For those of us that live in Western ‘liberal’ countries, the requirement to provide a mobile phone number is perhaps not massively problematic. It is fairly easy to obtain a mobile and use it without having an data connected to that phone (if you’ve watched The Wire you’ll know that those that wish to protect themselves from the law will use so-called “burner phones”). Outside of nations like the UK and the US, particularly in authoritarian regimes, there are far more hoops that need to be jumped through and the possibility of obtaining a so-called burner is fairly slim. As The Guardian noted, Turkey requires all mobile phones to be registered and a passport is required to obtain a sim card and mobile number.

The request to provide a mobile number in order to use the service is therefore troubling for those living in authoritarian regimes. As we know, communication tools that provide anonymity have played a role in overturning a variety of authoritarian regimes (although the extent to which these tools have played a role is perhaps overstated). Anonymity in Western liberal states may be perceived as a tool to harass and intimidate individuals, but in less democratic states they are essential for survival and for hope. Without this cover of anonymity, lives can and will be placed at risk. Anonymity maybe a troubling concept from our point of view (not least given the media coverage) but it is essential. When weighing up the social cost, the removal of anonymity will come at a much greater cost than if it was to be maintained.

Trolls are an unpleasant side effect of creating a space where everyone can engage in public discourse. But whilst there is a need to figure out how we tackle this phenomenon, we also have to accept that the internet will probably only ever be an imperfect space and that imperfection is what makes it so valuable. Because so long as there as there is anonymity, there will be trolls. But there will also be opportunities for dissidents to communicate, organise and challenge the status quo. Whilst I would not wish to minimise the harm that trolls cause to individuals (as I’ve stated before, I don’t buy into this current “right to offend” trend), I prefer to think of the positive impact of anonymity. The potential it provides for people to be free. Either free to engage in discourse without fear of reprisal or harm, or to seek to secure freedom from state oppression.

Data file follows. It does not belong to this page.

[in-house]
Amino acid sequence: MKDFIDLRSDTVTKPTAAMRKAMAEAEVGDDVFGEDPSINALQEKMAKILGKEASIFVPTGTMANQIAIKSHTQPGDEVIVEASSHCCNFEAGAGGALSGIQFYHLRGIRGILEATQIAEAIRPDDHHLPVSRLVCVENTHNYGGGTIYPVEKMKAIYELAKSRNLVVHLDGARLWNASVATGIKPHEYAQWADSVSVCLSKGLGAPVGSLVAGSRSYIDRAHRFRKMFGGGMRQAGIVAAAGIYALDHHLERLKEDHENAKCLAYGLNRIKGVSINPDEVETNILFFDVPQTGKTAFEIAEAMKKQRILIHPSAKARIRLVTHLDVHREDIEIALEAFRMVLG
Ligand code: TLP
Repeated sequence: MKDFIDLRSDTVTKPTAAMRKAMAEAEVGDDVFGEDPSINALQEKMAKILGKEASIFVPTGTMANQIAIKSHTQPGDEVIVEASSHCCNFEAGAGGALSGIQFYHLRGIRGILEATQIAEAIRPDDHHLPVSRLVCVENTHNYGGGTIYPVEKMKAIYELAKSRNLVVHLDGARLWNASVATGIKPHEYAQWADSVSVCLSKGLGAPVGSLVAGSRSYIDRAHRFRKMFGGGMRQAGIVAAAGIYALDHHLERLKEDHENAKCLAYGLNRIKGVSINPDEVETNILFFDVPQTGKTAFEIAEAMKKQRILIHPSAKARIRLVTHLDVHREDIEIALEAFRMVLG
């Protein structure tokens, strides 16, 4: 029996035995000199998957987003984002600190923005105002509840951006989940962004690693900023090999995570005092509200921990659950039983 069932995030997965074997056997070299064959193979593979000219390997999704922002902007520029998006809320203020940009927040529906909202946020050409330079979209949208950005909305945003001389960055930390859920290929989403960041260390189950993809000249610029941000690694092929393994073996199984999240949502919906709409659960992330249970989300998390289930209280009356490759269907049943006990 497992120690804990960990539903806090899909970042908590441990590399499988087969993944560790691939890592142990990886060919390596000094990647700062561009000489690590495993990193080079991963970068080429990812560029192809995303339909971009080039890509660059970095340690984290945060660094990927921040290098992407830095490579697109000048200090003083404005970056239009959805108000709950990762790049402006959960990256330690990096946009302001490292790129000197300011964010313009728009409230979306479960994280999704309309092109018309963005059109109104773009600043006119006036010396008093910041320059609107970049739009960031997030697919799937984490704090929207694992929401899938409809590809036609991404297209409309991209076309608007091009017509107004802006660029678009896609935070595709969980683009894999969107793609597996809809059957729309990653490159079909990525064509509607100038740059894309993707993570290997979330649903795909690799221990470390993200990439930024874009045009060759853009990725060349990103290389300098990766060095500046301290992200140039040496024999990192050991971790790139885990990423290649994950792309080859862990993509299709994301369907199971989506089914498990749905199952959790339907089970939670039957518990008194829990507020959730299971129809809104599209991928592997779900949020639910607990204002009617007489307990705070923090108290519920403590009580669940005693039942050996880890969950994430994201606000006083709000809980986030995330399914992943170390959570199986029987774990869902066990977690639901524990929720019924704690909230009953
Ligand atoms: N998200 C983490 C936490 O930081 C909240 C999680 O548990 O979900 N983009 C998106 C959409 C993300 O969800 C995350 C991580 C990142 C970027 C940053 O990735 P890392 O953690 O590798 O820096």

Of course services such as Twitter have to seek to protect those that use the service. But, when it comes to the internet, every measure of protection can also do great harm. This is true of removing the right to anonymity for those who wish to communicate free from fear of reprisal, but also in creating internet filters that prevent people from accessing information. Those filters may provide some benefit in terms of the things that they block, but they will also prevent those who are most vulnerable from accessing the information they need. Such measures are presented as offering protection to individuals (indeed, isn’t this always how states present measures that repress individual freedoms?), when in fact this is only partially the case. Protection for some, insecurity or danger for others.

Ultimately, we must seek to defend the right to remain anonymous online. It is not always comfortable, but then defending our freedoms to the fullest extent will never be entirely comfortable because we understand that there are those that will abuse the freedoms we are advocating. But we have to accept that the benefits of protecting anonymity far outweigh the consequences of removing this protection. Because the consequences of this will not be felt in the middle-class suburbias of the West, but within the communities seeking to throw off the chains of oppression.

Do we really have a right to offend?

Image c/o ed_needs_a_bicycle on Flickr.

(Image c/o ed_needs_a_bicycle on Flickr.)